Wednesday, 6 April 2011

Priva-SIM

Last week I went and bought my first Amaysim mobile phone SIM at a 7-Eleven near work. The purpose was to have a pay-as-you-go SIM with cheap data rates that I can stick inside my wifi hotspot so I can have a cheap standby alternative Internet connection to my ADSL one. Amaysim qualifies in the cheap department and its Optus download rates are decent enough (although far from stellar) to work as a backup or if I need a portable Internet connection that is better than the one supplied by my iPhone.
One of the tricks pulled by Amaysim in order for it to be cheap is to sell its product – its SIMs – through third parties, parties like gas stations and 7-Elevens. Which brings me to regale you with the story that took place at the 7-Eleven I attended in order to spend my $2.

Apparently, when buying a SIM, one needs to fill out a mandatory form required by the Australian Government. In the form you need to provide all sorts of personal details, including:
1. A credit card number if you pay for the SIM via credit card (the whole $2 worth!).
2. Passport or other photo ID details if this purchase would make you the owner of five or more prepaid phones.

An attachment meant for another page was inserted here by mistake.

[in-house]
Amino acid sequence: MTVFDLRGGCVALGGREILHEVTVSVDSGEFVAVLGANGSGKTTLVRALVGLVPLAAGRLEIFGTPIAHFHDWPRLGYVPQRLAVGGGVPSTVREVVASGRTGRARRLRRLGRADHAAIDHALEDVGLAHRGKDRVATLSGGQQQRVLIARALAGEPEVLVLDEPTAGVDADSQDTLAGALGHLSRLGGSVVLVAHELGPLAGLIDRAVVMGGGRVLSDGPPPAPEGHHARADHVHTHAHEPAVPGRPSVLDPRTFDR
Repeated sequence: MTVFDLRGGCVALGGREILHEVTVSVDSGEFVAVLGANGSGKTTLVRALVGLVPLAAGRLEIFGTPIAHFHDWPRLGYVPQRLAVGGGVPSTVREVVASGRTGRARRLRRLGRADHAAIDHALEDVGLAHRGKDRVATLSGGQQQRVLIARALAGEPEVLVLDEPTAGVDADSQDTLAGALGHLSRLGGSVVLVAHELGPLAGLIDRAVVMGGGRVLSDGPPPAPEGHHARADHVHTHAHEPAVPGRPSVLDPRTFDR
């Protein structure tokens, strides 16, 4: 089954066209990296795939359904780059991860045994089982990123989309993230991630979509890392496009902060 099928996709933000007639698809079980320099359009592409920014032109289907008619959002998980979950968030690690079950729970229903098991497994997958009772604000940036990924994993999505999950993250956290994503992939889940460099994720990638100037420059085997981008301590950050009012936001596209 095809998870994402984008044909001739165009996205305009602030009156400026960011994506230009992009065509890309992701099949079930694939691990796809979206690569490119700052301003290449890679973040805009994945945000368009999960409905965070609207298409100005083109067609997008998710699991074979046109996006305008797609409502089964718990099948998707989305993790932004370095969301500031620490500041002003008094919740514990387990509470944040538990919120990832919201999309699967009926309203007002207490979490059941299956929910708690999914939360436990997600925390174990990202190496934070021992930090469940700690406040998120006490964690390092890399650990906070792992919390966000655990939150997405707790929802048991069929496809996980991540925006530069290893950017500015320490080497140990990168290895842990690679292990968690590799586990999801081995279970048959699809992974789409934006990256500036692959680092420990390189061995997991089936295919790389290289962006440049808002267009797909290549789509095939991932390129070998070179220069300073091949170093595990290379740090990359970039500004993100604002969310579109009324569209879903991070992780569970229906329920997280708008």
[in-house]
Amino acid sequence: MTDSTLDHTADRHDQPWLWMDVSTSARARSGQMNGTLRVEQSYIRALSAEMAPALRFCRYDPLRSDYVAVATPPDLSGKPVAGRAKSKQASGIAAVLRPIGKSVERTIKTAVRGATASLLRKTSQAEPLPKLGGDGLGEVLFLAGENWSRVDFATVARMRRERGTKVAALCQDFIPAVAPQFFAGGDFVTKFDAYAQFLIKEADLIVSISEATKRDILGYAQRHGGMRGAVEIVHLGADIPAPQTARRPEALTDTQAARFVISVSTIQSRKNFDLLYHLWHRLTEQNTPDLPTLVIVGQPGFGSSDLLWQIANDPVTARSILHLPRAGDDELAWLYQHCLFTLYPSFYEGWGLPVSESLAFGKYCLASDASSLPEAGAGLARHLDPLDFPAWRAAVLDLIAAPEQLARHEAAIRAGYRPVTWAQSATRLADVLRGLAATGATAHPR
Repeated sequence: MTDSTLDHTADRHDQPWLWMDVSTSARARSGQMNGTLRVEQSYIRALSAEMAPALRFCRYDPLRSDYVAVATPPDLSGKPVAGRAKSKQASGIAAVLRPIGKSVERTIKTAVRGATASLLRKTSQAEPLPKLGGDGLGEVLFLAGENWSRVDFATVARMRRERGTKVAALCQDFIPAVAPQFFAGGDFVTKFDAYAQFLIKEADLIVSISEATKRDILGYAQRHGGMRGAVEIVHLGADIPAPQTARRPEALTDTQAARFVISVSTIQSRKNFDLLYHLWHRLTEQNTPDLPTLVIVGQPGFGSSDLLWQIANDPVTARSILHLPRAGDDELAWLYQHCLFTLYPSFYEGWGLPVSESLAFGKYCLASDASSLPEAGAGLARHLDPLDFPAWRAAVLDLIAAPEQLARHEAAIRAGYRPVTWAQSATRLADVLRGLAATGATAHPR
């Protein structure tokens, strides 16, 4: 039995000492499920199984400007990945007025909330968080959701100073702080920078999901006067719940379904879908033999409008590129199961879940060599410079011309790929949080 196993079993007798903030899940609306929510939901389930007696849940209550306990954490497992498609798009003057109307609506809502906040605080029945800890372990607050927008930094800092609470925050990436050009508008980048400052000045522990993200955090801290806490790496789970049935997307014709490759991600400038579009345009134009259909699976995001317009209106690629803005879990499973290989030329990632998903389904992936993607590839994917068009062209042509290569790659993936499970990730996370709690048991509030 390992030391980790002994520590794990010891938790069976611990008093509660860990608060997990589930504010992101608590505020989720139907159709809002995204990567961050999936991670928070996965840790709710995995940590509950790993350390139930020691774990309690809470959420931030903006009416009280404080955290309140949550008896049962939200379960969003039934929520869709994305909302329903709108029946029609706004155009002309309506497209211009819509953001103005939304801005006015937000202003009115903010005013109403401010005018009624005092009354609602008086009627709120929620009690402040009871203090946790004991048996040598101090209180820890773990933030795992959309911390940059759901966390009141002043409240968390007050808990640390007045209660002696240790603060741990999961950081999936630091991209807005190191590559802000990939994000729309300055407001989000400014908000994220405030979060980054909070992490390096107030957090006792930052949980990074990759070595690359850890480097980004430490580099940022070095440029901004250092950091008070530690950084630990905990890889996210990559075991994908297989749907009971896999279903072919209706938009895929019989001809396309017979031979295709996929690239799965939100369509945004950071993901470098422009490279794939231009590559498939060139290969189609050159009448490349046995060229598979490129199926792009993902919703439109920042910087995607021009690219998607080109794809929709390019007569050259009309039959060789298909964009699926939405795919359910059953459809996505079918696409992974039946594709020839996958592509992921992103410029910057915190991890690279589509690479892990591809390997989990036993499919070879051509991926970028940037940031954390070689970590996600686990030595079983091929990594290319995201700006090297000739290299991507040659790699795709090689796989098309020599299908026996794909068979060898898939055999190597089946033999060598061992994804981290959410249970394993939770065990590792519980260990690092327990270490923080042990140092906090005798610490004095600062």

Don’t ask me why our esteemed government needs these details in the first place. It all stinks of the Muhamed Haneef fiasco, where – lest we forget – the government ended up paying the poor guy an “undisclosed amount” of our tax money in order to prevent further shame. Otherwise, I’m pretty sure Al-Qaeda operatives would buy SIMs with their own credit cards and show off their genuine passport just so they can have more than five SIMs; I dare you to show me a more foolproof way to stop terrorism!

Fiascos do not end there. Instead of giving me a single form to fill, I was handed the entire pile of forms and asked to fill the one on top. Quickly browsing to see what’s below, I was shocked to find the personal details of those that bought Amaysim products from that 7-Eleven before me: their names, addresses, and often their credit card numbers and their passport numbers were all there, glaring for me to abuse.
I didn’t abuse anything, but I was still shocked at this macabre display. Disregard for privacy is one thing, but totally throwing privacy down the sewer is another!
For the record, I filled out my name and address (otherwise available to the public through the phone book) and got my SIM. Unlike other mobile operators that insist on photocopying (!) your driver’s license, Amaysim is happy with you just showing the seller your ID.
Then again, Amaysim does leave your details at the hands of the 7-Eleven staff, all of which are qualified security experts who signed non disclosure agreements upon their employment at their reputable establishment, I’m sure. Not that giving your details to a major telco, say – Vodafone – offers better prospects.
Did I mention privacy protection legislation is stuck in the Dark Ages? Or that all is fair in the name of anti terrorism, even the daftest ideas ever?

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